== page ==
Malawians across the country have started acting swiftly in a bid to prevent the deadly coronavirus (Covid-19) that has so far killed and infected thousands of people worldwide.
A spot-check The Nation conducted yesterday showed how various shops and public and private hospitals, among others, are putting in place such preventive measures.
For instance, at Queen Elizabeth Central Hospital (QECH) in Blantyre, visitors are no longer allowed to enter the wards during visiting hours.
When The Nation visited QECH around 12.45 yesterday, one could see unhappy faces of the visitors who sat on the hospital lawn and in corridors after being barred from entering the facility.
Only one person was allowed to pass through after being interrogated by guards at the entrance to the wards.
However, those who passed through could only deliver what they had brought through the window.
A notice at one of the entrances reads: “As part of infection prevention, no visitors will be allowed into the wards.”
In an interview, one of the visitors who travelled from Mpemba in Blantyre, Vanessa Sidney, expressed disappointment over the development.
She said: “We have travelled such a long distance but then we cannot see our relative. We know that it is because of the coronavirus but it is still disappointing to us.”
Another visitor from Bvumbwe in Thyolo, Stanley Bandawe also expressed disappointment, saying authorities should have thought of other ways of handling the issue.
“I am totally frustrated because I cannot come all the way and not be able to see my sister who is here sick. Maybe they should try another preventive measure but not banning us,” he said.
But in a written response, QECH director Samson Dolo said the arrangement was made by the hospital’s administration and that they will be revisiting the decision as events unfold.
He said: “We understand people want to see their loved ones but here is a virus that spreads like wildfire. Reducing overcrowding is one way of trying to stop it from coming. Visitors and guardians contribute significantly to overcrowding in the wards.”
Other private hospitals such as Masm Medi Clinic in Kanjedza, Mwaiwathu Private Hospital and Blantyre Adventist Hospital have water buckets and sanitisers outside their premises which visitors and patients have to use.
At Chichiri Shopping Mall, Shoprite and Game Stores have put the water buckets and sanitisers at their entrances.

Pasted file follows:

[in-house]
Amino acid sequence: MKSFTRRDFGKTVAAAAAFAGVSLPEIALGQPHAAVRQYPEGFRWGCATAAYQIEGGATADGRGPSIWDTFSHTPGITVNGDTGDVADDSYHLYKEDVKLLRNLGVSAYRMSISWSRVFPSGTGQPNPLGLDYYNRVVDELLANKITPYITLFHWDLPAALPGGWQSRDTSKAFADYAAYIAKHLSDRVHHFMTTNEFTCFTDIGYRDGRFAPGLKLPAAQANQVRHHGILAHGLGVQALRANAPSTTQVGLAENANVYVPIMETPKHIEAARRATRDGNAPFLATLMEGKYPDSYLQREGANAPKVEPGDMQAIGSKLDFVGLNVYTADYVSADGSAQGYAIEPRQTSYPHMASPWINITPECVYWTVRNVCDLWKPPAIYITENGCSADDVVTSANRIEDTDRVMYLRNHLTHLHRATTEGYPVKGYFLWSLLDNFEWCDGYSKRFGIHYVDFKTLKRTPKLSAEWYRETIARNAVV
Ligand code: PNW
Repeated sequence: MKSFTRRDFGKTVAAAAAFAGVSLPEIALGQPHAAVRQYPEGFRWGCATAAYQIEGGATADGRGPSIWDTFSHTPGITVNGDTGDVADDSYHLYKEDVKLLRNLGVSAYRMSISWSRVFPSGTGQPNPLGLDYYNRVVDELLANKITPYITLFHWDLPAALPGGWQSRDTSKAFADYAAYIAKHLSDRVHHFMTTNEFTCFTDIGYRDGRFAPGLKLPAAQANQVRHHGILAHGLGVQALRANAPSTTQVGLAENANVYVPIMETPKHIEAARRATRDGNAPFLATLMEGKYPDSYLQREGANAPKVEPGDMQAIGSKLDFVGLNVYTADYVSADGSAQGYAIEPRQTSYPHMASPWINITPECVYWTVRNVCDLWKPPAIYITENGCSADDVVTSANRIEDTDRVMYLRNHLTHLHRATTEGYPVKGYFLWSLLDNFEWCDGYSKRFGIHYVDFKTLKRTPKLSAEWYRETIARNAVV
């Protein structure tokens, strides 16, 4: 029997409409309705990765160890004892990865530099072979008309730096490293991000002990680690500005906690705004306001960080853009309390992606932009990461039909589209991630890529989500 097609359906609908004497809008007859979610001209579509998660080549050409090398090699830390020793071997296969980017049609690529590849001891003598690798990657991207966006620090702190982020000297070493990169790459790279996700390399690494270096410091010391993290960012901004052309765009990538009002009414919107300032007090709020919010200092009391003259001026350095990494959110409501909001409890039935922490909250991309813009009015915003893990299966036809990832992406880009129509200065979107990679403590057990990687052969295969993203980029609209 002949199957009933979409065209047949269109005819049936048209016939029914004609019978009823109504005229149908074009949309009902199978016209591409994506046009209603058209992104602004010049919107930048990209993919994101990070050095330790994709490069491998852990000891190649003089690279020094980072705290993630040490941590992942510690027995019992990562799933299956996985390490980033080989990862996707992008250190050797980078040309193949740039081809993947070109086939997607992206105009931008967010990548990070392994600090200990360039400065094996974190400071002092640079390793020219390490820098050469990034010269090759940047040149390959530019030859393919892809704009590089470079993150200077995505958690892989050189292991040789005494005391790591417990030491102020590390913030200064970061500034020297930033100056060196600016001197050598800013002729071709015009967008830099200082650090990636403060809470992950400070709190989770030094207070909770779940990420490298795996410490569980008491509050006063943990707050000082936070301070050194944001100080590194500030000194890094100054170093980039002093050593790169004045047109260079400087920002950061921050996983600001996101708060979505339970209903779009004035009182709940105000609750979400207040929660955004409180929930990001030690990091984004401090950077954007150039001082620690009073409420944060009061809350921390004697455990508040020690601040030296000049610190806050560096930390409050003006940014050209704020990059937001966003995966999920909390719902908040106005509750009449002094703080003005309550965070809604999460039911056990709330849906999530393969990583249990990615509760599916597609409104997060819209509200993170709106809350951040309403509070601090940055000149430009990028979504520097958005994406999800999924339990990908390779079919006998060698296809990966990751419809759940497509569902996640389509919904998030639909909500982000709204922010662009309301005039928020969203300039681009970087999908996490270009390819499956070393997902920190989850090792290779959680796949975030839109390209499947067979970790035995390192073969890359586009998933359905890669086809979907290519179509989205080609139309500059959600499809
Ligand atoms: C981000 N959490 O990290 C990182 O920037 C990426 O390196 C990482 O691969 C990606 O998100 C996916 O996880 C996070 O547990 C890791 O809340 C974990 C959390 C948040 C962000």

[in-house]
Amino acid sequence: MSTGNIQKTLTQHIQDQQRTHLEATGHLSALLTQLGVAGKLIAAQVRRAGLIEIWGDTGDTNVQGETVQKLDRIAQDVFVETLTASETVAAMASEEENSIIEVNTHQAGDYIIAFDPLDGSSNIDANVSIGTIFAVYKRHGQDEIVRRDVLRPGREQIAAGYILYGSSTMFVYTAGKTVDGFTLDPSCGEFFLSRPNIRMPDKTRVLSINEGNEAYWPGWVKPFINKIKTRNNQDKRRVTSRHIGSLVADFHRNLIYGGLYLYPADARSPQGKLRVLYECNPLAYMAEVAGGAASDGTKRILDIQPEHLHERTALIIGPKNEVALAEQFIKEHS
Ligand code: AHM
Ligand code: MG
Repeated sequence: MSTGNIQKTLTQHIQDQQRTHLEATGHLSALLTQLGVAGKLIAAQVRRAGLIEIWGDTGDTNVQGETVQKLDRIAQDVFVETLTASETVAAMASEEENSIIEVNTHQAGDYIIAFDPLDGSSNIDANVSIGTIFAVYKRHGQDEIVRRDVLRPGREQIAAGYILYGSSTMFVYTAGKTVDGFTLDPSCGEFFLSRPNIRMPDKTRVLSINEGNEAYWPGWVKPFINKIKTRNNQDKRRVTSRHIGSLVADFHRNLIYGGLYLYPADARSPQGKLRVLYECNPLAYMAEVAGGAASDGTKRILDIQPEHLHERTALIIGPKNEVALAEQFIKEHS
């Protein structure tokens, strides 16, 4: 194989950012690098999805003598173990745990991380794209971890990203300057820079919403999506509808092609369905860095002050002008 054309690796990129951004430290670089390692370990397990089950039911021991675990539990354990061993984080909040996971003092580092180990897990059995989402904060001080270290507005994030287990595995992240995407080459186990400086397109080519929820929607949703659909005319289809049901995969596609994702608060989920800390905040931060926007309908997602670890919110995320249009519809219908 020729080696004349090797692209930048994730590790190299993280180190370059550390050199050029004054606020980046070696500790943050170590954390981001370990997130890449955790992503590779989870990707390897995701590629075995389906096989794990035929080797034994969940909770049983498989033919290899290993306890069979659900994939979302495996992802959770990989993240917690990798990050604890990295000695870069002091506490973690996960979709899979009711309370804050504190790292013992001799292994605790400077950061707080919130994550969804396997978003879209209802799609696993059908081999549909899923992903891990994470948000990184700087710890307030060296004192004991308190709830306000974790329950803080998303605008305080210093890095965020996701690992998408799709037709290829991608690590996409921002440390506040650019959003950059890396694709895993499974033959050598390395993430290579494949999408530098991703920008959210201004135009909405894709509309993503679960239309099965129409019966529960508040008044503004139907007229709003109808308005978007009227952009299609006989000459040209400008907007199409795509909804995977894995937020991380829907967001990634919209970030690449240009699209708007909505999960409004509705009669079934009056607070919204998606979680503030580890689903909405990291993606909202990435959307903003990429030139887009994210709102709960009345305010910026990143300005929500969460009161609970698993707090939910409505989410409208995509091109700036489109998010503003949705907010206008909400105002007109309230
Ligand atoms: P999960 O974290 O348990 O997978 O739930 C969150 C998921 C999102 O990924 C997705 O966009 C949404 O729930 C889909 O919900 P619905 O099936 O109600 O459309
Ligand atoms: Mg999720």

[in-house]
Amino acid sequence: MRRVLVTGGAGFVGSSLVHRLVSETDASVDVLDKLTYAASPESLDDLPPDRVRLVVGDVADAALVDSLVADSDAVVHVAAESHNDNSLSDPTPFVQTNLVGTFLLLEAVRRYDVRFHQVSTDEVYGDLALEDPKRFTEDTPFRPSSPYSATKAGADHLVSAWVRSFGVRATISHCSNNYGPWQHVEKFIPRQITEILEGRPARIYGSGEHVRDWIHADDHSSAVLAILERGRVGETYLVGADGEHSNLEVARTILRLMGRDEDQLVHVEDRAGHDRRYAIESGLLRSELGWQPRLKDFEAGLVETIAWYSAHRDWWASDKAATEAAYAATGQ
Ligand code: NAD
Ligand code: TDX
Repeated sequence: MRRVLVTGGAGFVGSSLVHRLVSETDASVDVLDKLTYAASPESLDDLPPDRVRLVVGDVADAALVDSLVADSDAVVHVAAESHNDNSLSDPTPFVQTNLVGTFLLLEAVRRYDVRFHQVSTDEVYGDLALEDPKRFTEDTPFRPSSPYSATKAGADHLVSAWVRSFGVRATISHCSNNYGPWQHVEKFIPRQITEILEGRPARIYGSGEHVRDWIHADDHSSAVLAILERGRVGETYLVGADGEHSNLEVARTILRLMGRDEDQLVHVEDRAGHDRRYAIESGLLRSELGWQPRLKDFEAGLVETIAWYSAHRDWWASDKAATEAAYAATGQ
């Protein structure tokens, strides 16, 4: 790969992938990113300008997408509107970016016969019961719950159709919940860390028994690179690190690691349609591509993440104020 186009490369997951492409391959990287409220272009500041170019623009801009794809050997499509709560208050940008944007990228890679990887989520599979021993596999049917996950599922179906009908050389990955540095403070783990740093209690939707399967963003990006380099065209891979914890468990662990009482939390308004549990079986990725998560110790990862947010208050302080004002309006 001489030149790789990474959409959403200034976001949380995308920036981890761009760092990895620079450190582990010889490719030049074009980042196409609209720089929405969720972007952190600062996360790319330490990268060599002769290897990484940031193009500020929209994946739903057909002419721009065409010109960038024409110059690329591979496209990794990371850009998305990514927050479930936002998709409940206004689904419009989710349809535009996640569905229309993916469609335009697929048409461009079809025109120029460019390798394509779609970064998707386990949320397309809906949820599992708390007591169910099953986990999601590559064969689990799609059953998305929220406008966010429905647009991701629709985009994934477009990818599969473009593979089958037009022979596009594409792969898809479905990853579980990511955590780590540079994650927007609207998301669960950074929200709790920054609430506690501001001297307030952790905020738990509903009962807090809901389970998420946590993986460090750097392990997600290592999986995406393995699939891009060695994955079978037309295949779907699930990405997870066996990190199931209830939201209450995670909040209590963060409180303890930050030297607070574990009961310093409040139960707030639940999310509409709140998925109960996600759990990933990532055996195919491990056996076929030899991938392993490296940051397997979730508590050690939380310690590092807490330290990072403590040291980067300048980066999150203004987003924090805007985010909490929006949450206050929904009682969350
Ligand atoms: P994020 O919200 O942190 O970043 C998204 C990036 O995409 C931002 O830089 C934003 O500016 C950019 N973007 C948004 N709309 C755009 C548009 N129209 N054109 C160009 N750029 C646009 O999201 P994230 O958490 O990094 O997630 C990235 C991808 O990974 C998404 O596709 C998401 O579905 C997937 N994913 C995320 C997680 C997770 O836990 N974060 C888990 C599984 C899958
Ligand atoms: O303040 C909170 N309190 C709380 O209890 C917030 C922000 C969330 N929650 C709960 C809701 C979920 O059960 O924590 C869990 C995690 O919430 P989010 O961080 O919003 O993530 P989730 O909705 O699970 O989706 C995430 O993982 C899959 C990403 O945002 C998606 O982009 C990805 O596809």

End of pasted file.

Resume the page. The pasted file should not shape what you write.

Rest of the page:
While some people could be seen wearing face masks, some were seen moving around freely.
The situation was different, as of yesterday, among Asian-owned shops in both Blantyre and Limbe central business districts had water buckets and sanitisers at the entrance.
In some shops that did not have soap or sanitisers, shop attendants were seen wearing face masks.
Meanwhile, a spot-check at Mbuka and Katate CCAP churches under Nkhoma Synod in Lilongwe revealed they have devised a seating plan of four people on a pew that sits eight congregants.
Katate CCAP Church, located at Likuni, has since introduced a third worship service as one way of decongesting prayer meetings.
At Likuni Mission Hospital, Bwaila Hospital and Kamuzu Central Hospital visitors were barred from entering wards during lunch hour.
In an interview, Mzuzu Central Hospital director Frank Sinyiza confirmed that his administration has effected new measures.
But he said the challenge could only be in the paediatric wards where there is a high concentration of babies and guardians who, according to him, cannot be barred from nursing their children.
Said Sinyiza: “We have indeed introduced a number of measures which we developed in our planning meeting. At the moment we have imposed restrictions on a number of visitors.
“We will not allow visitors to go inside. There are a number of measures but our only worry is on the paediatric ward where we have an average of 100 patients.”
So far, schools have also taken precautionary measures, with most of them, including private institutions, closing by yesterday.
Malawi is yet to register a coronavirus case. As of yesterday, South Africa recorded the highest figure of over 240 cases in the southern Africa region while Malawi’s neighbours Zambia and Tanzania recording one case and two, respectively.